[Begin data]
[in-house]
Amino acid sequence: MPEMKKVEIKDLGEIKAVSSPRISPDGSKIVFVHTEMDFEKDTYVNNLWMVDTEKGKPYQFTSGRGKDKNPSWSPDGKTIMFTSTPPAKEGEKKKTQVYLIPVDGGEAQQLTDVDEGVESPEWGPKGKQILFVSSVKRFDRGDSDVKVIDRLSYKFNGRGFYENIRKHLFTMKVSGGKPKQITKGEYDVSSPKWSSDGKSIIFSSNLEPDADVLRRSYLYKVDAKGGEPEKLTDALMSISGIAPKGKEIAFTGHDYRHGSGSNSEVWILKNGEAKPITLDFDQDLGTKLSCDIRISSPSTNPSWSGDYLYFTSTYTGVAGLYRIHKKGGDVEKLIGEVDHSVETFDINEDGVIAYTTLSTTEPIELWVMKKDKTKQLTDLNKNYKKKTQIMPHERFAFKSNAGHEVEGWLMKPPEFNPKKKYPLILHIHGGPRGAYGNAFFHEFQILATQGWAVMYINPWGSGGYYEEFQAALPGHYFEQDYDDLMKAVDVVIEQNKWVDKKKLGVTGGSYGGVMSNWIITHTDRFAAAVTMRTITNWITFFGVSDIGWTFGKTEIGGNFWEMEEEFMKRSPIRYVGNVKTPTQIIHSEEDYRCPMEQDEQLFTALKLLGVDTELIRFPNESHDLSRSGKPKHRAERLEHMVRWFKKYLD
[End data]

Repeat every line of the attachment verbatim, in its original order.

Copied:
[in-house]
Amino acid sequence: MPEMKKVEIKDLGEIKAVSSPRISPDGSKIVFVHTEMDFEKDTYVNNLWMVDTEKGKPYQFTSGRGKDKNPSWSPDGKTIMFTSTPPAKEGEKKKTQVYLIPVDGGEAQQLTDVDEGVESPEWGPKGKQILFVSSVKRFDRGDSDVKVIDRLSYKFNGRGFYENIRKHLFTMKVSGGKPKQITKGEYDVSSPKWSSDGKSIIFSSNLEPDADVLRRSYLYKVDAKGGEPEKLTDALMSISGIAPKGKEIAFTGHDYRHGSGSNSEVWILKNGEAKPITLDFDQDLGTKLSCDIRISSPSTNPSWSGDYLYFTSTYTGVAGLYRIHKKGGDVEKLIGEVDHSVETFDINEDGVIAYTTLSTTEPIELWVMKKDKTKQLTDLNKNYKKKTQIMPHERFAFKSNAGHEVEGWLMKPPEFNPKKKYPLILHIHGGPRGAYGNAFFHEFQILATQGWAVMYINPWGSGGYYEEFQAALPGHYFEQDYDDLMKAVDVVIEQNKWVDKKKLGVTGGSYGGVMSNWIITHTDRFAAAVTMRTITNWITFFGVSDIGWTFGKTEIGGNFWEMEEEFMKRSPIRYVGNVKTPTQIIHSEEDYRCPMEQDEQLFTALKLLGVDTELIRFPNESHDLSRSGKPKHRAERLEHMVRWFKKYLD